|Between, steel, 28’ x 19’ x 4’9”, University of Perth, Australia|
|CLEMENT MEADMORE (1929-2005), b. Melbourne, Australia|
| Meadmore's massive, abstract, square-sided steel forms bent into gracefully twisting designs can be found on college campuses, corporation sites and in collections of major museums around the world. Selected locations include: Corcoran Gallery of Art, Washington, DC; Art Institute of Chicago, Illinois; Speed Art Museum, Louisville, Kentucky; The Metropolitan Museum of Art and Columbia University, both New York City, New York; Empire State Plaza, Albany, New York; Princeton University, New Jersey; Tokyo Metropolitan Art Space and Adachi Outdoor Sculpture Collection, both Japan; National Gallery of Victoria, Melbourne, Australia; and Art Gallery of New South Wales, United Kingdom. A larger scaled DOUBLE UP, depicted in MASTERS OF PUBLIC ART as a photographed maquette, was a Nelson A. Rockefeller Bequest, National Trust for Historic Preservation, Pocantico Historic Area, New York.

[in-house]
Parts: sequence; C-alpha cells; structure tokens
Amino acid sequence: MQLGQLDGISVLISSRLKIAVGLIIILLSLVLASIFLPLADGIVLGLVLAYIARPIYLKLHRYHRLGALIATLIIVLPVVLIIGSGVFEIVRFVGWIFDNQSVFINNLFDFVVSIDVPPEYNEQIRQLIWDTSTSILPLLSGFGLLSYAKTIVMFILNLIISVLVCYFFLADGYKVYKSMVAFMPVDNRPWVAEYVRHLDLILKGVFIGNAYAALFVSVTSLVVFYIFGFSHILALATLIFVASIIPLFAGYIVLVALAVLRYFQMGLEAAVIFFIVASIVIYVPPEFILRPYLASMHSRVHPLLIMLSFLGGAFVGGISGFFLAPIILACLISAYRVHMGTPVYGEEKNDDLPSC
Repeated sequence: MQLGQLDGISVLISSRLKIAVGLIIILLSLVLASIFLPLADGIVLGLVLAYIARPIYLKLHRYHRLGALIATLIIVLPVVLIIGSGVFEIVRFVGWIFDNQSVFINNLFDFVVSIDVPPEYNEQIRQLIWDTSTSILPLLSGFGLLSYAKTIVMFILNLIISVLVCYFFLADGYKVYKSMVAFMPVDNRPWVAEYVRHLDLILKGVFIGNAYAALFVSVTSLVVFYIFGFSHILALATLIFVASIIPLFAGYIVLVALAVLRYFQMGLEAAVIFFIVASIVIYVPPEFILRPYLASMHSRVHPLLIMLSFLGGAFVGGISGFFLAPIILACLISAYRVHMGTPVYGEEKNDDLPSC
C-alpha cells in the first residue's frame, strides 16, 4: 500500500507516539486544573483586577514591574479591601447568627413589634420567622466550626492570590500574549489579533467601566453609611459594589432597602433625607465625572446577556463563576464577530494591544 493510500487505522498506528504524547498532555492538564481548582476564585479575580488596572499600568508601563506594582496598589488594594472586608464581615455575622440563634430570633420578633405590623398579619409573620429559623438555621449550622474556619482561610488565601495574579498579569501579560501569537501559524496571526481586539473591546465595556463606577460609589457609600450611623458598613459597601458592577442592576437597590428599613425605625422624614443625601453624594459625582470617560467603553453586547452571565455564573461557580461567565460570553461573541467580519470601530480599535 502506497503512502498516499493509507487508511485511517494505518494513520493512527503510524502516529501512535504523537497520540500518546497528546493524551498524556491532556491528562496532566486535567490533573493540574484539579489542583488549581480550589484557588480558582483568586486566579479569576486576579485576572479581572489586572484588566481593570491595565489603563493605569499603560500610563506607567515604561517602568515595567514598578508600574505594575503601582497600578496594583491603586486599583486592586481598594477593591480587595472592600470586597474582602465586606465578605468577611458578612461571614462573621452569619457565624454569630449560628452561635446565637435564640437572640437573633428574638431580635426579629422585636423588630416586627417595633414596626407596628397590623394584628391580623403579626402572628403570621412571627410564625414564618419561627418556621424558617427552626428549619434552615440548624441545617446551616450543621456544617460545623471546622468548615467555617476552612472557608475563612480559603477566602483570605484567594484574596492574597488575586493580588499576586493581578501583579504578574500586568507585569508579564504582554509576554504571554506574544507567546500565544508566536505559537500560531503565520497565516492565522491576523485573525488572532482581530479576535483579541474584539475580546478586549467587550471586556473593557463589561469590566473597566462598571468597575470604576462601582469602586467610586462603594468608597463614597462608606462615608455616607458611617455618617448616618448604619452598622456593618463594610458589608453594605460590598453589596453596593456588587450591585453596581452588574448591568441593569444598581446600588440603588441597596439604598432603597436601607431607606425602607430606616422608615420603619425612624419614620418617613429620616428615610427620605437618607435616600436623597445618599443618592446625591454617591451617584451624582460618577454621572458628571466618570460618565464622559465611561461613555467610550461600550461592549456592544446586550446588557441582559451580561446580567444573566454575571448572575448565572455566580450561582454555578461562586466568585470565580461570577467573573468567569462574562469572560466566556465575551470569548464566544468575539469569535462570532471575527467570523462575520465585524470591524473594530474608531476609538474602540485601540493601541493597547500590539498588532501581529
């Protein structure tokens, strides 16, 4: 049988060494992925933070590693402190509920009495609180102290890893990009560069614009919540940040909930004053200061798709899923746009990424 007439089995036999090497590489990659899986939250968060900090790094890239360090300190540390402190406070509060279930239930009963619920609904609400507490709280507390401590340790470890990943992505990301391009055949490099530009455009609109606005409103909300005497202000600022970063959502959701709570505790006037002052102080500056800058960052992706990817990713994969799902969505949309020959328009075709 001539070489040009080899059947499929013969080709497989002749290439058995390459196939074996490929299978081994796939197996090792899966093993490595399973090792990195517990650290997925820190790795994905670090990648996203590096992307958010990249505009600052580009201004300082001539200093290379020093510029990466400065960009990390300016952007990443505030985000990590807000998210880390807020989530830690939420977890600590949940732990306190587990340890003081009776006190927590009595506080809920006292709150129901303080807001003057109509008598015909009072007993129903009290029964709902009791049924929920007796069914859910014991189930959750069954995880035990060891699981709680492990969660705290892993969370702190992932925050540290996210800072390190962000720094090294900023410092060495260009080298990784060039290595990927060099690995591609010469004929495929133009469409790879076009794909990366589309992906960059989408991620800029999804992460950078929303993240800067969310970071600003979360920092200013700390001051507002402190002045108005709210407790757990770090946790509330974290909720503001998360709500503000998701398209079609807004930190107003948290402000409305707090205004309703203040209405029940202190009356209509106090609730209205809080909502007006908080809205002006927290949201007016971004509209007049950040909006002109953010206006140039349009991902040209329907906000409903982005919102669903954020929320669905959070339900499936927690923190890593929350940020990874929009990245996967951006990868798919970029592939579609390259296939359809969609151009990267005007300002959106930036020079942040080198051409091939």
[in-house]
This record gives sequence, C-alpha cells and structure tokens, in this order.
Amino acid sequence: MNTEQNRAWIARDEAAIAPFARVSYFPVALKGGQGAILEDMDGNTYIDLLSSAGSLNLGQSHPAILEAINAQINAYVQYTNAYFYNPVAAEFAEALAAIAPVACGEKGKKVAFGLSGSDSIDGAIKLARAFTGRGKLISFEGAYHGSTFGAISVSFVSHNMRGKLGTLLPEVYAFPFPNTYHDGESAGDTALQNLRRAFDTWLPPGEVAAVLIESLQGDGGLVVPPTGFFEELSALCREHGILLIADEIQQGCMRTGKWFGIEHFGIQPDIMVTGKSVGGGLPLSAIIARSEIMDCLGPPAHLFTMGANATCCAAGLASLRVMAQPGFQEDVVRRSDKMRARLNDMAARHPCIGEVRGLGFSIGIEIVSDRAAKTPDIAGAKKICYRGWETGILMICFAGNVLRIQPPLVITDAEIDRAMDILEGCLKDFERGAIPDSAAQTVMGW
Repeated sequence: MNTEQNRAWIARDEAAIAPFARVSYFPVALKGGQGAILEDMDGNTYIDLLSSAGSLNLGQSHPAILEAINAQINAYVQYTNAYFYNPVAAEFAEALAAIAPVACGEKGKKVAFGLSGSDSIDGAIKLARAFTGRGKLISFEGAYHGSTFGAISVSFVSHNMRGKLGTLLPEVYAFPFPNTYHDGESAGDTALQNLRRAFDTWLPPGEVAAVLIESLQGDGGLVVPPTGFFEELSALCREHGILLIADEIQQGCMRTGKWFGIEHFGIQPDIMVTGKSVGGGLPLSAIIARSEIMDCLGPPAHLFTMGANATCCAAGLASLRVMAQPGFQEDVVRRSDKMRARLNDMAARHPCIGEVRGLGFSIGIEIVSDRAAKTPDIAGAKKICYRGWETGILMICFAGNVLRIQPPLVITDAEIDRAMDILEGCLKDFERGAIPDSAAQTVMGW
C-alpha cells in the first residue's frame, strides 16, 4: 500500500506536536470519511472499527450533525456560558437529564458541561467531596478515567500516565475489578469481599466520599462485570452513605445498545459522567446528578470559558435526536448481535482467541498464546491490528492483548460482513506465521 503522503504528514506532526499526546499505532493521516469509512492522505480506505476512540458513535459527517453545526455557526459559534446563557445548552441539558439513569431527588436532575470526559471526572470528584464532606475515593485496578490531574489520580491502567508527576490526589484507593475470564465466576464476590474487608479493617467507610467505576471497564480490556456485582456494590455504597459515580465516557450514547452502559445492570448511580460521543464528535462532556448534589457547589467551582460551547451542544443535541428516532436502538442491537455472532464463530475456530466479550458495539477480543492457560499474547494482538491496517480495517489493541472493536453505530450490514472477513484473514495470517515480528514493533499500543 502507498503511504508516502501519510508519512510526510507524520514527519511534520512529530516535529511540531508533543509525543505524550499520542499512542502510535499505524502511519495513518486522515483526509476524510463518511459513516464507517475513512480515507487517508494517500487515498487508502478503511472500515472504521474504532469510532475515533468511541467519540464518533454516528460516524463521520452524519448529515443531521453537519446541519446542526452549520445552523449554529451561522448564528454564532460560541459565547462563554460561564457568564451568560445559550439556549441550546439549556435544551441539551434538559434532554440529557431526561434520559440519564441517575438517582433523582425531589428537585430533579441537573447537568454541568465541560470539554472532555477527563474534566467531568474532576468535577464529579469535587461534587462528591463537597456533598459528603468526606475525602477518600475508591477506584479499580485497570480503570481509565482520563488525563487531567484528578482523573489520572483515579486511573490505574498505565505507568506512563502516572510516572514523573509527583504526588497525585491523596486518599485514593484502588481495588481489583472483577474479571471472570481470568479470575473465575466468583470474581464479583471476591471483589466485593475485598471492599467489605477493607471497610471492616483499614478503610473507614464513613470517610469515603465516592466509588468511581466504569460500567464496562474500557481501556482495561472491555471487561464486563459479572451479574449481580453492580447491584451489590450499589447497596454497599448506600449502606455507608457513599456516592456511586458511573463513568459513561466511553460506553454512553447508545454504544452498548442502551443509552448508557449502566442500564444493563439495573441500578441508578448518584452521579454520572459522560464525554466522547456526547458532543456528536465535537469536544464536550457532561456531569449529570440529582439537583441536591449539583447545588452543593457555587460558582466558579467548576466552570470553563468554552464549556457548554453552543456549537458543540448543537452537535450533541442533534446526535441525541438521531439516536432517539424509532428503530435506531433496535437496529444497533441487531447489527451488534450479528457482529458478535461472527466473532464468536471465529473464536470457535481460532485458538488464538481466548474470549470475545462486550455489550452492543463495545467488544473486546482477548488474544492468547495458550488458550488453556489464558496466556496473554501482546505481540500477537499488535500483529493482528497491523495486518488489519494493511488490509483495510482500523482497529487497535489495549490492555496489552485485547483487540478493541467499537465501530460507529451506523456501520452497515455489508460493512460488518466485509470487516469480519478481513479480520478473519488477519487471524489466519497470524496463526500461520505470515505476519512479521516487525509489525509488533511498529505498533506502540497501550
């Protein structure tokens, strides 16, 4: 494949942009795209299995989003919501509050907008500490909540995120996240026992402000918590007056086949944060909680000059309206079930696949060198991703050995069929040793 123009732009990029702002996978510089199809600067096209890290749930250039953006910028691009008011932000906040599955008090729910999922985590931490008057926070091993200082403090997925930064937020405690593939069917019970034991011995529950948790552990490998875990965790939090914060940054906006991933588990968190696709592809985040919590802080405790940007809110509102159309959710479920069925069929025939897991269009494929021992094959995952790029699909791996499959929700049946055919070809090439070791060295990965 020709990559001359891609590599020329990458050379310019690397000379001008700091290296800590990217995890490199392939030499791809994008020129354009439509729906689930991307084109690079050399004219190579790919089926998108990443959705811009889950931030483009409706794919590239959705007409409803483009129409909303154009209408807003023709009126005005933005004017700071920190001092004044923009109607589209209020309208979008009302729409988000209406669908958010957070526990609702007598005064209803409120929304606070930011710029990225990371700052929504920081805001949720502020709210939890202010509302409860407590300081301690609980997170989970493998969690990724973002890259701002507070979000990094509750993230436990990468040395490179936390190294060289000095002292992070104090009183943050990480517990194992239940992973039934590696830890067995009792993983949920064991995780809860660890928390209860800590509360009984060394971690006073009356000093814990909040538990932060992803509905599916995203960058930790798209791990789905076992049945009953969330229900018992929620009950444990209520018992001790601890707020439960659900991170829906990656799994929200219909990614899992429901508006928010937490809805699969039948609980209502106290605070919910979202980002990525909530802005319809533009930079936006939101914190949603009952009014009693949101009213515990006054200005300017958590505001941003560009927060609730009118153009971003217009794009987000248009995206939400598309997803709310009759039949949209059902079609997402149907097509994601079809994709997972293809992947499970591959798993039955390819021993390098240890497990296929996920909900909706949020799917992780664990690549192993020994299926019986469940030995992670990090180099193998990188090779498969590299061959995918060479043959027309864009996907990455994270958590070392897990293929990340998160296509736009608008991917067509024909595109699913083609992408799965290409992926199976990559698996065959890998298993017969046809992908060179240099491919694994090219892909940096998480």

The artist studied aeronautical engineering and industrial design at the Royal Melbourne Institute of Technology, Australia, 1948-1949. During the 1950s, he worked as a furniture designer and one of his chair designs is in the collection of The Museum of Modern Art, New York.
Meadmore jointly devoted his time between sculpture and furniture designs until the mid 1960s when his sculpture began to be acquired by private and public collectors. During that decade the artist moved to this country and later became an American citizen. Since 1973 and until his death, he lived in New York City, New York and was represented there by the Malborough Gallery.
While reflecting a minimalist interest in pure geometry, Meadmore’s massive metal sculptures are also very expressive. The artist traveled extensively and was influenced by a variety of elements including Stonehenge, England; Katsura Palace, Japan; Dolmens of Ireland; and the work of colorist painter, Barnett Newman (1905-1970). A serious collector of jazz records since a youth and an organizer of many educational jazz concerts, Meadmore’s work was also influenced by the rhythms and improvisational qualities of jazz.
|Exhibition version of this page 10.5" x 15.75" 905KB|
|10/18/2005 Design by Jason Hayden and Gary A. Adams|